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Meet the healthy, happy chooks at Inglewood Farms


Inglewood Farms

Credit: Inglewood Farms

Katrina Hobbs, co-owner of Inglewood Farms, uses quality organic grain, apple cider vinegar and garlic to ensure her chooks are happy and their immune systems stay strong.

Your family took over Inglewood Farms 18 months ago. What inspired this?

Our family has been in the organic industry for a long time, operating in organic grain, cattle and stock feed. Due to the challenging organic industry and cost pressures, the Inglewood Farm business came up for sale. As we were already operating in the industry and believe in the organic sector, we could see the farm as a great business opportunity. We took over Inglewood Farms and implemented a different approach, which has seen the business grow in strength.

Tell us about the Inglewood Farms family?

Inglewood Farms is a completely family-owned and operated business. My parents Andrew and Jennifer, along with my partner Adrian and me, own the farm and my brother Greg manages the sales of Inglewood Farms. While there are two generations of the family involved in the business, the third generation — our five children — are also very interested in the chicken farm and hope to one day join the business. But first they have to finish school!

Has your vision for the farm and its practices changed over time?

We’ve only had 18 months with the farm, but our approach has been fresh eyes and a deep understanding of the organics industry. We’ve been looking at the ways things are operating and trying to solve any problems that come up, like health issues. We’ve been researching and trialling natural alternatives to ensure the chickens are growing at the optimum level of Health.

Where is Inglewood Farm located and how many chooks do keep there?

Our farm is located at Inglewood in Queensland, across 4000 acres, and we have approximately a quarter of a million chooks on the farm.

How important is it to raise your chooks in an ethical manner, and how do you ensure their health and wellbeing?

We are governed by the Australian Organic Standards and are proud to say our chooks are all raised certified organic and free-range. These standards state that organic farms must be sustainable and free from chemical inputs, plus the farming methods adopted must be environmentally friendly. We place a major focus on the health and wellbeing of our chickens and adhere to these standards.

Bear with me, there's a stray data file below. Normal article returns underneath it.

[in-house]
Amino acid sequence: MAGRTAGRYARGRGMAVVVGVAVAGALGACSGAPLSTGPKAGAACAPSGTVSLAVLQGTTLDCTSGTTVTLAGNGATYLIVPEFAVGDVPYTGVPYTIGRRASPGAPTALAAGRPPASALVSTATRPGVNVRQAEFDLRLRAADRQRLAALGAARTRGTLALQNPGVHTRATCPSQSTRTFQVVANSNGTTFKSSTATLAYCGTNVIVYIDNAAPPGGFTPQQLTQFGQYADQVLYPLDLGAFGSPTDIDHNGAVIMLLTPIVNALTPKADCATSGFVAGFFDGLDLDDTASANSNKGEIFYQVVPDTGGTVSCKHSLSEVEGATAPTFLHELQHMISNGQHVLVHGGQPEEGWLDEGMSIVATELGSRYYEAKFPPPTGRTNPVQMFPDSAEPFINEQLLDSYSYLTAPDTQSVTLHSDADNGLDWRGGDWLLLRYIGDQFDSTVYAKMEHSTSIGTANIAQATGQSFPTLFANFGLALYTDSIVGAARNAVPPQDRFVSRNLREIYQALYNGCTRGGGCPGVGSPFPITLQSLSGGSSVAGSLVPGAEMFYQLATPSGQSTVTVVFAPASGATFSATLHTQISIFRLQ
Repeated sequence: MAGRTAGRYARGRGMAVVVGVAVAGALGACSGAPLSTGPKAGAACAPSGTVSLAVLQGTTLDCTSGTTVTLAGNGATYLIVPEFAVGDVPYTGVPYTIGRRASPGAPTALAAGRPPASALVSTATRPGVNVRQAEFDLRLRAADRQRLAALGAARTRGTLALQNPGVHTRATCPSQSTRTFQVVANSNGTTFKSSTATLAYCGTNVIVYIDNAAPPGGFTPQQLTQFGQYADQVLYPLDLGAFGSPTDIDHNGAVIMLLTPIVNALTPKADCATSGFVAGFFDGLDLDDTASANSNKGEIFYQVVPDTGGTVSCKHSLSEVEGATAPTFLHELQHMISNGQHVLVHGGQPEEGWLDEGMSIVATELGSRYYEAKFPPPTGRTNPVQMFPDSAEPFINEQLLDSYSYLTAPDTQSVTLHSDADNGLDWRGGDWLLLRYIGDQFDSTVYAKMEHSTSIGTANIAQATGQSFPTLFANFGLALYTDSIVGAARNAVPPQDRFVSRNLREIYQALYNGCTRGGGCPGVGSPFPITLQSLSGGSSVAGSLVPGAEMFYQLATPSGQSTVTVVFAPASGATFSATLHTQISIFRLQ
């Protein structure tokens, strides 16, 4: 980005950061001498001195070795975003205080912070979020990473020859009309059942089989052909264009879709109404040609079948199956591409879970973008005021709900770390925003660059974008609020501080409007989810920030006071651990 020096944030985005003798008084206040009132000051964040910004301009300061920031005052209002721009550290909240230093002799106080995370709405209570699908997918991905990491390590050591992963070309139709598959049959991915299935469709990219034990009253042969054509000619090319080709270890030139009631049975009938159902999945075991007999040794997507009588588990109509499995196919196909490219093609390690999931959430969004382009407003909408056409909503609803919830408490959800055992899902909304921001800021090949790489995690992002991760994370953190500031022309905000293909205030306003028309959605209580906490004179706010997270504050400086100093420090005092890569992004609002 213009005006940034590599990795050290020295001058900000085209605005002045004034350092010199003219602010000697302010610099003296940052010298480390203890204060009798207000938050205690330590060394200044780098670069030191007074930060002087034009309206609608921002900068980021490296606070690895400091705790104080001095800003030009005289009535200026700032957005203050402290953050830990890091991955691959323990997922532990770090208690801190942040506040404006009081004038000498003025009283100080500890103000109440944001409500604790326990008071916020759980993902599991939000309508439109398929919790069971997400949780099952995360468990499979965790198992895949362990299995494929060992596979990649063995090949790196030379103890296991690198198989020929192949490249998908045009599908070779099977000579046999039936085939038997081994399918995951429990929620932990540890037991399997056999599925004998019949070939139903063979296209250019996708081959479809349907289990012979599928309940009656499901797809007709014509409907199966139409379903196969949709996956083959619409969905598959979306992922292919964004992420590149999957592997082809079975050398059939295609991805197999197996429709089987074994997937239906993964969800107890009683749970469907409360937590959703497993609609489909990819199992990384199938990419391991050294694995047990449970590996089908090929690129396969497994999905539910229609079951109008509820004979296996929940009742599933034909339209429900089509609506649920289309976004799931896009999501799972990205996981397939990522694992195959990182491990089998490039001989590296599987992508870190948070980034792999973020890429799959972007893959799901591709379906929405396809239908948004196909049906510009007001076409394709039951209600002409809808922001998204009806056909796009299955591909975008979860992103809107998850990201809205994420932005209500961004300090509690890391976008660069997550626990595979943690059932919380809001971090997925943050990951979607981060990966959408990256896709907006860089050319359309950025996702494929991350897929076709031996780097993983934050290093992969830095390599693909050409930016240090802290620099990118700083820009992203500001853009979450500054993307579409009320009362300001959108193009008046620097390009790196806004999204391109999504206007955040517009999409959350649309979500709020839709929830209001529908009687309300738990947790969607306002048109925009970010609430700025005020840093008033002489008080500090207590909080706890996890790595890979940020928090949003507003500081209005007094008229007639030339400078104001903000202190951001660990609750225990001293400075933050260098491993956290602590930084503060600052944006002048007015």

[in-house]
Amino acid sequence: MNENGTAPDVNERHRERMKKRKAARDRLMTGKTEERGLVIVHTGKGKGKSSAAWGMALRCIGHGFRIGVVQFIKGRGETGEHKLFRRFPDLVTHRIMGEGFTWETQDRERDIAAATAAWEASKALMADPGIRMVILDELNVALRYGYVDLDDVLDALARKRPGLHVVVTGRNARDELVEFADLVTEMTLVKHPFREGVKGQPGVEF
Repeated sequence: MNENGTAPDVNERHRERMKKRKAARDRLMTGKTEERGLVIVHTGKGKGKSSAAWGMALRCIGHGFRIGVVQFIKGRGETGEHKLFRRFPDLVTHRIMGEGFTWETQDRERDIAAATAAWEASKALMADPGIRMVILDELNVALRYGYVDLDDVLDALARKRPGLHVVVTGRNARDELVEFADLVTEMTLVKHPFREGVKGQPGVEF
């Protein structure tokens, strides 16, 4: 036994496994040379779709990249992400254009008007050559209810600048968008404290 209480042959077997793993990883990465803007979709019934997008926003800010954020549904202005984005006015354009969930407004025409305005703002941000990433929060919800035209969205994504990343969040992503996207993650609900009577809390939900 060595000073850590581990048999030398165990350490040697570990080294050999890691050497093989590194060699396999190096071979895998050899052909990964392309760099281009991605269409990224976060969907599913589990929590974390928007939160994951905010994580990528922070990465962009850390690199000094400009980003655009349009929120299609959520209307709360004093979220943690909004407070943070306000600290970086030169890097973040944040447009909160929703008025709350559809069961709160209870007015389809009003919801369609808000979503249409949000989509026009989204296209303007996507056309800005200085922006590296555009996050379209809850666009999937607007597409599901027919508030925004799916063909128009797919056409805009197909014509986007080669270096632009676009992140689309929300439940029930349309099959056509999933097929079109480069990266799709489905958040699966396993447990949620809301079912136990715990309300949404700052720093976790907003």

Why should one choose to eat certified organic chicken?

Organic chickens are not fed hormones or antibiotics, or treated or fed with any other medications. Our Inglewood chickens eat certified organic grain-based feed and are allowed 24/7 access to free range in the paddock once they are placed in the growing sheds. When they are small chicks, they are kept in heated sheds to keep them warm and safe from predators. They are also fed natural health products such as apple cider vinegar and garlic to keep their immune systems strong.

How does Inglewood Farms care for the environment and what farming practices do you have in place?

Our farming practices are all based on an organic management plan, which influences everything we do. Free range is integral to organic farming, but the practices in place on the farm and in the chicken sheds are also important to maintain organic status. Our chickens’ waste is not discarded as we have our own composting, which we use to improve the soils on the farm.

What’s next for Inglewood Farms?

Inglewood Farms has a new brand look that we’re about to launch, which is very exciting. This will modernise our brand and help customers see Inglewood Farms standing out on the shelf. It never ceases to amaze us when customers wrongly perceive free-range, thinking it means organic when it doesn’t. Our organic chickens are free-range and grown on certified organic feed without the use of chemicals, pesticides or medications.



 

Kate Duncan

Kate Duncan is the Editor of WellBeing and WILD. She loves surfing, creating raw desserts, flowing through nourishing yoga sequences and spending time with her new pooch, Maribou.